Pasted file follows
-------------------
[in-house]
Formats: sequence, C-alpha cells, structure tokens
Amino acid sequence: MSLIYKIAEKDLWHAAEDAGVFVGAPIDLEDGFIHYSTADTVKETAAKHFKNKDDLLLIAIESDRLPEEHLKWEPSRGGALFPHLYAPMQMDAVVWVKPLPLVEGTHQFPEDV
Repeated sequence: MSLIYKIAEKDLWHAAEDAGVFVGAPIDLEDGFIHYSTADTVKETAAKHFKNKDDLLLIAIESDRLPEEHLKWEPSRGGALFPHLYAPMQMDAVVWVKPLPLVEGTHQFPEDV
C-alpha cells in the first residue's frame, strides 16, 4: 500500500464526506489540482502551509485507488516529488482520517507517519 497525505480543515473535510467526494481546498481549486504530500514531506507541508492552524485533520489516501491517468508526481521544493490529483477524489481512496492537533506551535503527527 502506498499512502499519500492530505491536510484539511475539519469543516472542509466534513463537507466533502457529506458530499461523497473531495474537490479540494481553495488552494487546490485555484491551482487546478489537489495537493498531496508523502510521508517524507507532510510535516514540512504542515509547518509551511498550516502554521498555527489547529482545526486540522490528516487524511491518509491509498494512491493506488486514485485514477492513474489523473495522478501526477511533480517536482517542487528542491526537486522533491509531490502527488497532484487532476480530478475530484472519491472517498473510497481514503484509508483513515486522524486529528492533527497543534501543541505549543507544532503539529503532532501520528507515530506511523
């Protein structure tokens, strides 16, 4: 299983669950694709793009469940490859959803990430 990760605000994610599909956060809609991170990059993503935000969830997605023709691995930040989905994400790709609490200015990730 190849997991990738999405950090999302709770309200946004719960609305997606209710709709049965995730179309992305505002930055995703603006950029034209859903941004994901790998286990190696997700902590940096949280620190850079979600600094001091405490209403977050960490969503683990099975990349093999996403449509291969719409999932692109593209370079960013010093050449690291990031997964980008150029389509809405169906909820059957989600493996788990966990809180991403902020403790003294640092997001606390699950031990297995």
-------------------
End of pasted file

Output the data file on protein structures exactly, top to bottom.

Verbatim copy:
[in-house]
Formats: sequence, C-alpha cells, structure tokens
Amino acid sequence: MSLIYKIAEKDLWHAAEDAGVFVGAPIDLEDGFIHYSTADTVKETAAKHFKNKDDLLLIAIESDRLPEEHLKWEPSRGGALFPHLYAPMQMDAVVWVKPLPLVEGTHQFPEDV
Repeated sequence: MSLIYKIAEKDLWHAAEDAGVFVGAPIDLEDGFIHYSTADTVKETAAKHFKNKDDLLLIAIESDRLPEEHLKWEPSRGGALFPHLYAPMQMDAVVWVKPLPLVEGTHQFPEDV
C-alpha cells in the first residue's frame, strides 16, 4: 500500500464526506489540482502551509485507488516529488482520517507517519 497525505480543515473535510467526494481546498481549486504530500514531506507541508492552524485533520489516501491517468508526481521544493490529483477524489481512496492537533506551535503527527 502506498499512502499519500492530505491536510484539511475539519469543516472542509466534513463537507466533502457529506458530499461523497473531495474537490479540494481553495488552494487546490485555484491551482487546478489537489495537493498531496508523502510521508517524507507532510510535516514540512504542515509547518509551511498550516502554521498555527489547529482545526486540522490528516487524511491518509491509498494512491493506488486514485485514477492513474489523473495522478501526477511533480517536482517542487528542491526537486522533491509531490502527488497532484487532476480530478475530484472519491472517498473510497481514503484509508483513515486522524486529528492533527497543534501543541505549543507544532503539529503532532501520528507515530506511523
């Protein structure tokens, strides 16, 4: 299983669950694709793009469940490859959803990430 990760605000994610599909956060809609991170990059993503935000969830997605023709691995930040989905994400790709609490200015990730 190849997991990738999405950090999302709770309200946004719960609305997606209710709709049965995730179309992305505002930055995703603006950029034209859903941004994901790998286990190696997700902590940096949280620190850079979600600094001091405490209403977050960490969503683990099975990349093999996403449509291969719409999932692109593209370079960013010093050449690291990031997964980008150029389509809405169906909820059957989600493996788990966990809180991403902020403790003294640092997001606390699950031990297995």